Tangled Title and Timber: A Continuing Education Webinar on Heirs Property in Georgia
Why this project matters
Although African Americans had amassed 15 million acres/6 million hectares of land in the U.S. South between 1865 and 1919, today 97% of those lands have been lost, according to the Land Trust Alliance.
Understanding heirs’ property (aka tangled title) is critical to working with underserved communities. Developed by the Georgia Heirs Property Law Center, Southern Regional Extension Forestry, and SFI Georgia this free and publicly available webinar will explain how foresters can support heirs’ property owners to better manage their timber as an asset.
Heirs property is the untold story behind blight and generational poverty in Atlanta and throughout Georgia. Heirs property refers to a home or land that passes from generation to generation without a legally designated owner. This results in ownership being divided among all living descendants in a family. This unstable form of ownership limits a family’s ability to build generational wealth and hampers the efforts of nonprofits and cities to revitalize neighborhoods.
Why is SFI involved?
SFI is committed to identifying ways to support engaging African American forest owners in the U.S. South, including land retention. SFI, as an organization that stands for future forests, believes we can collaborate to help keep forests as forests and ensure that they are responsibly managed to provide conservation values as well as financial benefits to the African Americans who own these forestlands.
Forestry offers many older farmers, landowners not living on their land, and multiple generations of heirs who want to keep their land together, an opportunity to protect their land assets while generating income from their land. Managed forestry can help landowners prosper in retirement and through multiple generations. It can also be a powerful tool to help resolve heirs’ property issues and ownership questions and offers a means to help preserve the important social and cultural heritage of African American land ownership.
How the project builds SFI community engagement
Supporting engagement of underserved landowners connects well with SFI’s community engagement goals, specifically by training and educating current and future forestry practitioners and professionals. The project also supports underserved communities through forestry, with a focus on urban forestry, rural communities and minority landowners. And it demonstrates the conservation values of forests certified to SFI through community-related projects.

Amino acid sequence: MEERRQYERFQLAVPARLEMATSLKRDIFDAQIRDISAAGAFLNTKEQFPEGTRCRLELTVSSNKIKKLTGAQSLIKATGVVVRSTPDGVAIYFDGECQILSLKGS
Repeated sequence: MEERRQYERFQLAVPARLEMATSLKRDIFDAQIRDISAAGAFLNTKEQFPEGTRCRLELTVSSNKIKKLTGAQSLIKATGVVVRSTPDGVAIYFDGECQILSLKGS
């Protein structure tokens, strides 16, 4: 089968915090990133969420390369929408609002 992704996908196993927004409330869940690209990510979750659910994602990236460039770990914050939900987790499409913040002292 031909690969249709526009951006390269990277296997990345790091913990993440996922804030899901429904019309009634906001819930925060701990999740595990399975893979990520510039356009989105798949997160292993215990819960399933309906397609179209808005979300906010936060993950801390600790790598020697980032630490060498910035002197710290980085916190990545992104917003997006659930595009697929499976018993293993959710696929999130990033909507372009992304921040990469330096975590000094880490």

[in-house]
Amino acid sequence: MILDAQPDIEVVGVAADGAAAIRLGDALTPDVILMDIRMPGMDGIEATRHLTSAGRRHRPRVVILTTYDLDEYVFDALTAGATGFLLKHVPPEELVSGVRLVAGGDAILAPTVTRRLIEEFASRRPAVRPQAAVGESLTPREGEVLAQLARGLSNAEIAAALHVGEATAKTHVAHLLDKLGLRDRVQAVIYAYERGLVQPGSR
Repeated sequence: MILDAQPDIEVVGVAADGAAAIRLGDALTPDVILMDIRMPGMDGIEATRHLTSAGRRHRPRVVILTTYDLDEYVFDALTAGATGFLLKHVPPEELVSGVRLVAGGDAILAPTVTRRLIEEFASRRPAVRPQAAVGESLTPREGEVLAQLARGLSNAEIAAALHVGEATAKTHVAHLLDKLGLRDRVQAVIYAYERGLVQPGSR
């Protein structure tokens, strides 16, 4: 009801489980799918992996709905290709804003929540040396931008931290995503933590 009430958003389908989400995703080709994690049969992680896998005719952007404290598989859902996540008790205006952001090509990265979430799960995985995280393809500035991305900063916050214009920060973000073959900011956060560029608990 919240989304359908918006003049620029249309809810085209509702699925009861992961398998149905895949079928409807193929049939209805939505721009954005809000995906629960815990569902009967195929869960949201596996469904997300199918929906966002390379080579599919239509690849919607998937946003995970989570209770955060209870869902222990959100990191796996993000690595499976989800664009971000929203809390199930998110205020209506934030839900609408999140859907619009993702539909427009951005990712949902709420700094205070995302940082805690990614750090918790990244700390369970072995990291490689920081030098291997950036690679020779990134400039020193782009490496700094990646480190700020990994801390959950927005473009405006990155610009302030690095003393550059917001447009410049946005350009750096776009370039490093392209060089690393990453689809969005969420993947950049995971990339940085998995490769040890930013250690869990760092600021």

Through partnership and support of others operating effectively on these issues, and by using the natural strength of SFI Implementation Committees and our network of SFI Program Participants, SFI can become a vital piece of the solution to this important issue. As such, SFI Inc. will fund this project to further our priority engagement on this important issue. SFI will work with the project leaders at the Georgia Heirs Property Law Center to incorporate content regarding the SFI small lands module into the webinar, as well as determine opportunities to leverage this work with other SFI Implementation Committees across the U.S. South.
This partnership includes legal experts, community activists, forestry professionals and conservationists.
- Project lead: Georgia Heirs Property Law Center
- Sustainable Forestry Initiative
- Southern Regional Extension Forestry
- Georgia SFI Implementation Committee
- SFI is helping the Black Family Land Trust keep forestlands in the hands of African American families — A Tree, Is A Tree, Is A Tree 101.
- The U.S. Endowment for Forestry and Communities received a 2014 SFI Conservation and Community Partnerships Grant to support African American forestland owners.
- The U.S. Endowment for Forestry and Communities supports related work in multiple landscapes, including Southside Virginia.